... a detailed history of Virginia’s founding and early growth, which examines the socio-political interaction of indigenous peoples and English settlers ... Horn’s story rivals any narrative—fact or fiction—and provides ample suspense and action to entertain the reader. His examination of Opechancanough’s lineage gives him an opportunity to display his superb scholarship and debunk earlier work which mistook Chief Powhatan’s younger brother for his father. A Brave and Cunning Prince joins the aforementioned previous Horn works in providing a complete and intriguing look at the early years of Virginia by questioning previous assumptions of other historians and providing highly detailed and well-researched accounts of these seminal events.
Informative and engaging, A Brave and Cunning Prince challenges conventional wisdom about Pocahontas, Captain John Smith and, most important, the early encounters between the Indians and the English. And Horn reminds us that the outcome of their protracted conflict was by no means certain ... If even a fraction of A Brave and Cunning Prince is true—and much more than that certainly is—[Opechancanough] deserves the honor still bestowed on him by the Pamunkeys, who, Horn reveals, continue to live on the ancient tribal land he defended so tenaciously.
This book complicates centuries of mainstream historiography and the narrative that the Powhatan people helped early English colonies survive ... A fascinating narrative of intrigue, shifting alliances, and betrayal. Horn's detailed biography properly places Opechancanough in the context of history.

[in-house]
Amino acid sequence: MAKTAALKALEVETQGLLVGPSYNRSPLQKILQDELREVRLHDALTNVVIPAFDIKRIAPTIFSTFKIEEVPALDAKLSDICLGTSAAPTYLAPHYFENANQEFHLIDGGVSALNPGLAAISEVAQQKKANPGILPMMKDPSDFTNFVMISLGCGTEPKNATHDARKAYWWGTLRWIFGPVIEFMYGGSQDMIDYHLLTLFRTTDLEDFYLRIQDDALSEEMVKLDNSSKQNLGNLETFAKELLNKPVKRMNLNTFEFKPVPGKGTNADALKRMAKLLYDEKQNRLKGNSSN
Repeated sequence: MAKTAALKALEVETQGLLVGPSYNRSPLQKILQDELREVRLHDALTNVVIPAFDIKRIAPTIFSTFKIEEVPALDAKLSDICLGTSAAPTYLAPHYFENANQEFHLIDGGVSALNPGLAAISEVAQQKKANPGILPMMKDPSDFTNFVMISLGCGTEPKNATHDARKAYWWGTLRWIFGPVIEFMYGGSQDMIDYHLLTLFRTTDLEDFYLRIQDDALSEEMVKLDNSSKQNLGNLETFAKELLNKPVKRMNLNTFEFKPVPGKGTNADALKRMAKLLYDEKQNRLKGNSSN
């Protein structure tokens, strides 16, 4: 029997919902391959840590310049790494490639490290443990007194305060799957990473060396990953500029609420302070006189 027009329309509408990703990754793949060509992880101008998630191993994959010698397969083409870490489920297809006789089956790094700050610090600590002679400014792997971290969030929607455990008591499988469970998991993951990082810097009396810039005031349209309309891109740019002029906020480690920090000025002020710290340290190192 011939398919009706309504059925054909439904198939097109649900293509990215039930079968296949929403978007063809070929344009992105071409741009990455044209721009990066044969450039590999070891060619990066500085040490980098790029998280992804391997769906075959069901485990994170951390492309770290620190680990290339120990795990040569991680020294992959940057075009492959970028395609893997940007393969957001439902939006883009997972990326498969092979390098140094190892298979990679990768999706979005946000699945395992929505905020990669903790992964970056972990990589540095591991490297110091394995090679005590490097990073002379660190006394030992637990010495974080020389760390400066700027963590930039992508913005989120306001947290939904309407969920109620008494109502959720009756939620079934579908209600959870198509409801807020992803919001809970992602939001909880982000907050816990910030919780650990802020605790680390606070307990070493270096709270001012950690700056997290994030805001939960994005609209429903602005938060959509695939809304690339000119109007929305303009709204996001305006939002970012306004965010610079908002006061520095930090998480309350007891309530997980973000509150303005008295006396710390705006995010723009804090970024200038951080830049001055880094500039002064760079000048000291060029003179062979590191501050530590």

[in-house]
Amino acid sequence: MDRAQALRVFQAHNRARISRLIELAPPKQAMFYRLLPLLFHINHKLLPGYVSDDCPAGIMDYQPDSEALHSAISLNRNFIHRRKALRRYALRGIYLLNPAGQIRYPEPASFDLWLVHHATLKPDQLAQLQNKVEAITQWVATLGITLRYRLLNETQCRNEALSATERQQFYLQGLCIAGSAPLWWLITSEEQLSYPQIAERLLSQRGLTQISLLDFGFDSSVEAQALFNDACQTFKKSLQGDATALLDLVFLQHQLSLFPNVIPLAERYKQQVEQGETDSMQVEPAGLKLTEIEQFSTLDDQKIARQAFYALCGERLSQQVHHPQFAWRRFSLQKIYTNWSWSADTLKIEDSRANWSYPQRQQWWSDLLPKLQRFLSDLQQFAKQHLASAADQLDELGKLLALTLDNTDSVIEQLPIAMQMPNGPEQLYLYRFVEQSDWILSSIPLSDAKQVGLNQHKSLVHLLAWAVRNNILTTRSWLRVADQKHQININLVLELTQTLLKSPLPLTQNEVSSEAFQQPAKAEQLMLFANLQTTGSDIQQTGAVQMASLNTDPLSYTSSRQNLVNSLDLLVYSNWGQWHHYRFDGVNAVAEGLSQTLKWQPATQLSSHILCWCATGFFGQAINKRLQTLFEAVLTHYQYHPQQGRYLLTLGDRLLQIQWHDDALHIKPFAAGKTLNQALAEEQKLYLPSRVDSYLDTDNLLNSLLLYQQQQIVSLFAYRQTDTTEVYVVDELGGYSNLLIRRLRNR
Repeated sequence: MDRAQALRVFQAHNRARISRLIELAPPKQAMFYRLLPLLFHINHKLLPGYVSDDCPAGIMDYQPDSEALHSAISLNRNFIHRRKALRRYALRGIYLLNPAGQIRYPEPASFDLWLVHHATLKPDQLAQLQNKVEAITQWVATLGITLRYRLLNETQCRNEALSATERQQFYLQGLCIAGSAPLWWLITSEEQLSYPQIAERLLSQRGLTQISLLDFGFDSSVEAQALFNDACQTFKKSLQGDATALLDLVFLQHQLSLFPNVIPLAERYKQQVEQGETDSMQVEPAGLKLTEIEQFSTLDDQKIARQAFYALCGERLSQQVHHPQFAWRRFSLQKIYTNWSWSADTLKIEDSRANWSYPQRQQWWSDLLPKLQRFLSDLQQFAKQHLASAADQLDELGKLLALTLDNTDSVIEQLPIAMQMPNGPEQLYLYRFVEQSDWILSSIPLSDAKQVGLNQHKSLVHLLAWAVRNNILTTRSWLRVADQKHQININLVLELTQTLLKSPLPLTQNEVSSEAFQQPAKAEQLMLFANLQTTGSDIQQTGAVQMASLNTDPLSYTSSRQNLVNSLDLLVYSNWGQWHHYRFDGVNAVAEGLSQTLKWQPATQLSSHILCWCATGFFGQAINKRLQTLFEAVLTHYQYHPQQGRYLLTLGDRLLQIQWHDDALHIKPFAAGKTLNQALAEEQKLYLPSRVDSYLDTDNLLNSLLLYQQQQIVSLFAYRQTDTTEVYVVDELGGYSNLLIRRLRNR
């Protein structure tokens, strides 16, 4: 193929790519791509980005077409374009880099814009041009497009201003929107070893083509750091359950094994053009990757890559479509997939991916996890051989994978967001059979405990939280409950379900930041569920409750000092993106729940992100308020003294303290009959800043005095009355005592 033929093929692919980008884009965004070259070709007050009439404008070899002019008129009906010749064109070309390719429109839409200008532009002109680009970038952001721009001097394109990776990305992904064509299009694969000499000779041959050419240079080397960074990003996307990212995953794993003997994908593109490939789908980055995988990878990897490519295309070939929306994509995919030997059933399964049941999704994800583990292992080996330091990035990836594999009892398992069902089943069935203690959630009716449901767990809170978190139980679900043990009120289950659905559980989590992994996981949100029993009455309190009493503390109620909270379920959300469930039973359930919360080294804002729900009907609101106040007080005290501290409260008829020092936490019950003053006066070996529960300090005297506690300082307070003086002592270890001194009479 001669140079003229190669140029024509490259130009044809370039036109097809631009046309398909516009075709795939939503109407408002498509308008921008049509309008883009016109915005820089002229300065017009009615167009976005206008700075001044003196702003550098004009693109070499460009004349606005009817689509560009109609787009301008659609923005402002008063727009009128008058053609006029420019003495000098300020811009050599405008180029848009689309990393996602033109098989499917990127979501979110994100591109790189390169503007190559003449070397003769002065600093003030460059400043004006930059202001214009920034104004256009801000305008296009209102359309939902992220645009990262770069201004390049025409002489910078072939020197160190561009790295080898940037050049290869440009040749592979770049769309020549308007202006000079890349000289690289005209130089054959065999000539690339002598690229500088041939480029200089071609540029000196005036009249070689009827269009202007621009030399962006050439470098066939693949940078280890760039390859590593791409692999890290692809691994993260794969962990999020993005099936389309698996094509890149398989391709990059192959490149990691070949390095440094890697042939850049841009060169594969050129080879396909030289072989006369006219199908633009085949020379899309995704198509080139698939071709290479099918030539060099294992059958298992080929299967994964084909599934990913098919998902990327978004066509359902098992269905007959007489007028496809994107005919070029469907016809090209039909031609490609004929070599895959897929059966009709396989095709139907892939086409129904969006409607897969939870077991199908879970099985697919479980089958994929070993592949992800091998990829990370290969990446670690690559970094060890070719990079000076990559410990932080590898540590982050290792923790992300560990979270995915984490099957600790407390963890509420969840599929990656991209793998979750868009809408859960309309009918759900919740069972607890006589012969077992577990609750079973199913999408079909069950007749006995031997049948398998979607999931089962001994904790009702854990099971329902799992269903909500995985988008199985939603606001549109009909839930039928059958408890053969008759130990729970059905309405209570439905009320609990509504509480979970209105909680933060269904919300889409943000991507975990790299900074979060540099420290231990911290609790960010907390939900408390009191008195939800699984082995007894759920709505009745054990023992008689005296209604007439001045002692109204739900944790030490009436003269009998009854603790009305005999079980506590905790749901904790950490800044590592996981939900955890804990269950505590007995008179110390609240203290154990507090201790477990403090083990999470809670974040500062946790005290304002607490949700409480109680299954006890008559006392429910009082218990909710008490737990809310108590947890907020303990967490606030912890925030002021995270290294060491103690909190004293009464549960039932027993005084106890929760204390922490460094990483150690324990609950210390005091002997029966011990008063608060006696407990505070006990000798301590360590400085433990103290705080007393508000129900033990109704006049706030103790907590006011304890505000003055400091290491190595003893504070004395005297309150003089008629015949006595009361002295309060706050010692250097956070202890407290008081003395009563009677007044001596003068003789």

An accomplished work of scholarly detection that plays out against the background of the English colonization of Virginia ... He provides convincing evidence...building on a portrait of Virginia and its neighbors that, at the time of the European arrival, was the site of a sophisticated political and economic network whose participants were well aware of distant events and who coordinated to fight the newcomers ... Swift-moving prose along a twisting storyline lends this brilliant book the feel of a mystery.
... an immersive portrait of Opechancanough (c. 1547–1646) ... Horn recounts Pocahontas’s marriage to John Rolfe and other famous events at Jamestown, and vividly describes brutal clashes between Powhatan warriors and English settlers before Opechancanough was captured and killed in 1646. Though Horn’s case that Paquiquineo/Don Luís and Opechancanough are the same person requires a good bit of speculation (he would have been close to 100 when killed), he builds a cogent narrative out of documentary fragments. Early American history buffs will be riveted.